“Yes. Okay. Okay, mom, okay I will. I got to go, I will call. Bye.”
She always does that. Every single time. Even before I can start talking, she is yelling at me.
“Is this a time to call? You don’t care about us.”
If I didn’t care, I wouldn’t have called.
It’s Jimmy’s birthday today. We are in my car. I am driving. I had somehow managed to shut everybody up while I spoke to mom.
Tanya is in the back with Rohan. They have been “going out” since last week. That’s the phrase they use.
Manisha is sitting next to Tanya. She is unusually quiet today but she should return to her usual self after one or two drinks.
We are at King’s Circle. The signal is red. We wait.
‘Go, go shaawtie, it’s your birthday, we gonna party like it’s your birthday,’ fills the car as the RJ on whatever FM station the car radio is set to plays this song.
We sing along.
Damn that policeman. Shit, we are going to be late now.
Jimmy slips him a crinkled hundred. Free.
Finally, we are at Zenzi.
Adi, Sonia and Vivek have been waiting for us.
Manisha is looking gorgeous. As always. Butterflies in my stomach as she smiles back at me.
Inside, loud music greets us. Some French-African beats that would make no sense to me even if I tried to listen to it. Hot women in tiny clothes are all around us. Several firaangis.
We sit at our table and order our usual.
I don’t like this place too much. This is not my type of music – I am more of a lounge guy - and the food here is almost decent.
But Jimmy likes it. He likes the people who come here.
And of course, alcohol makes everything better. That is pretty much all you need.
Tanya and Rohan hit the dance floor.
Jimmy asks Manisha to dance with him. She smiles and nods. I know she doesn’t want to dance. She doesn’t like it. But it’s his birthday, so she doesn’t refuse.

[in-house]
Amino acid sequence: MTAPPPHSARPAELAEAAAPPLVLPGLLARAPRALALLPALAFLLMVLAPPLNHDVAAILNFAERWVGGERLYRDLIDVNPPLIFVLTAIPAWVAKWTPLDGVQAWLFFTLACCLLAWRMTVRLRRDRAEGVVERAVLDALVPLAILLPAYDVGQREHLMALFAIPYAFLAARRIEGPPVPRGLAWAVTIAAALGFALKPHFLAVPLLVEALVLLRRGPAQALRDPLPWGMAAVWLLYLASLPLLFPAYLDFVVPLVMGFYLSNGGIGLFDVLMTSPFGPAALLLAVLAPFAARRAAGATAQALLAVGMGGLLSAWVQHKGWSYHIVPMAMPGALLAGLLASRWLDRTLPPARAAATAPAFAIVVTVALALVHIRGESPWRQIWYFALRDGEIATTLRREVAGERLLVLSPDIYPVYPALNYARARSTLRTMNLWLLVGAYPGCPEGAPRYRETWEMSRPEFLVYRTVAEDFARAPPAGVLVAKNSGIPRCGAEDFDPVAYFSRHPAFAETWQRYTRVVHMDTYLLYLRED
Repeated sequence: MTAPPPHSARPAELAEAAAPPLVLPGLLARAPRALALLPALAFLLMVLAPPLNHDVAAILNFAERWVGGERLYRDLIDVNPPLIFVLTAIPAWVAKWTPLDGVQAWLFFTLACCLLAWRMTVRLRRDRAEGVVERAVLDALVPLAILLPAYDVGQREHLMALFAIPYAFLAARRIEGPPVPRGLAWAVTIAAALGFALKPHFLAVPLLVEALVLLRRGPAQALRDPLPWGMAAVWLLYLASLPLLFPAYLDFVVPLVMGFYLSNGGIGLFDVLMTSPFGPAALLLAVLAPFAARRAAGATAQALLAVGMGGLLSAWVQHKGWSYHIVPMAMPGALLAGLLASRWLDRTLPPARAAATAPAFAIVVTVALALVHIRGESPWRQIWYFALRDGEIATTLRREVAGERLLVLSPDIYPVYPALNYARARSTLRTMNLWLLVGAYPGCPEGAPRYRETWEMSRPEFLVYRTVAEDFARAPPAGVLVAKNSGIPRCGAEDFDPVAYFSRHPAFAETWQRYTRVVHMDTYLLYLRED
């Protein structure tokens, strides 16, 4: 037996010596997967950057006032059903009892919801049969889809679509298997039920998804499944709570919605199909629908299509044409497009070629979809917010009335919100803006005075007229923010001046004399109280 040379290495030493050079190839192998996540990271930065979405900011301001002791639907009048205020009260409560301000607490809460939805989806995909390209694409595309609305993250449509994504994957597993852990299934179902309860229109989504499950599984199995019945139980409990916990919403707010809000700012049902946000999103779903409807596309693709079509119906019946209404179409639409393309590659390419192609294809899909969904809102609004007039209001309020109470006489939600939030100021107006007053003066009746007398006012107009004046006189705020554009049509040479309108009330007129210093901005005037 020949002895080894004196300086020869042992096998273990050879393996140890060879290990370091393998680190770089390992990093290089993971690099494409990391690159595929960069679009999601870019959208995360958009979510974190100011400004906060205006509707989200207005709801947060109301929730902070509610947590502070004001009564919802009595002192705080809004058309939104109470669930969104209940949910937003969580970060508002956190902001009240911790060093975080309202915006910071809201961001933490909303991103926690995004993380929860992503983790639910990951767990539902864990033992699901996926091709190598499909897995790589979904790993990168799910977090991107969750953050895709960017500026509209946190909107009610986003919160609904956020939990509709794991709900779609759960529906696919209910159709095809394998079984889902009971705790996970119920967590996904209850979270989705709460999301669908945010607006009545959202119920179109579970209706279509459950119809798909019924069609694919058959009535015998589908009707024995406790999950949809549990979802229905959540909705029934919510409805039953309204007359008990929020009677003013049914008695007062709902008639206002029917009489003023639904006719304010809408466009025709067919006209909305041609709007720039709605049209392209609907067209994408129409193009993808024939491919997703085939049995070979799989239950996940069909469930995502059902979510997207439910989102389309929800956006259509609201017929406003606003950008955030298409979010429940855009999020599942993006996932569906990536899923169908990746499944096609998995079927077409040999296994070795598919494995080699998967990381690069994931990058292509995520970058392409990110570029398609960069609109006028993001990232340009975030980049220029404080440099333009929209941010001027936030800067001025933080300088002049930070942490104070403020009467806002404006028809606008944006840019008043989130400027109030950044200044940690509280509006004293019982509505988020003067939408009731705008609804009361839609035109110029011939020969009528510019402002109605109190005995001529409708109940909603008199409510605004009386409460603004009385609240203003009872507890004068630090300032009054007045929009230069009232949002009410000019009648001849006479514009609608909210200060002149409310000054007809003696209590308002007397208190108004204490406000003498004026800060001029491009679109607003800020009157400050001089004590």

She didn’t like to drink either. She used to try to talk us out of it.
‘I don’t understand why people drink. Just to get high?’
‘You know you will die sooner and faster because of it...’
But now, she spares us most of the speech. We are too high to listen to her anyway. After sometime, even she stopped caring. ‘We are going to die anyway…’
We have been here for 3 hours now; all of us are super high. All my senses are stimulated, though my vision is a little blurred.
Adi is talking about Red Indians, to no one in particular. Sonia has passed out and is sleeping at the table. Feet curled up.
Jimmy is still drinking,
I think I am passing out too.
I remember Navya, my cute 8-year-old neighbour. She is awesome.
She comes to our house daily. Sometimes, she asks me to play doll with her. I am a policeman and she is a doctor. I fight criminals and she treats my injuries.
Someone is flashing light into my eyes.
Yes, I had passed out.
I blink and open my eyes and look at my watch.
It’s 3.30 am.
“I think we should leave.”
Adi is still talking about Red Indians.
I can’t walk properly. My legs are trembling. My eyes are watery.
I get inside the car. Drink some water. Eat mints.
Yes, I can drive.
I put it in reverse and almost hit an SUV behind me.
It’s okay. I can drive.
I am on the road now. Speeding. 80 km/hour. No traffic. It’s easy.
I look at Jimmy next to me. He is resting his head on the window. Manisha is sleeping in the back.
I look ahead.
And brake hard.
I hear tires screeching; the car crashes into a wall.
My head hits the steering wheel.
Blood. My blood.
I close my eyes. I see mom.
‘I told you, don’t do it, you don’t listen to me. You never listen to me.’
I see Navya. She is waving at me.
‘You want to play doll? I am the doctor. Don’t worry, I will treat you.’
There is darkness.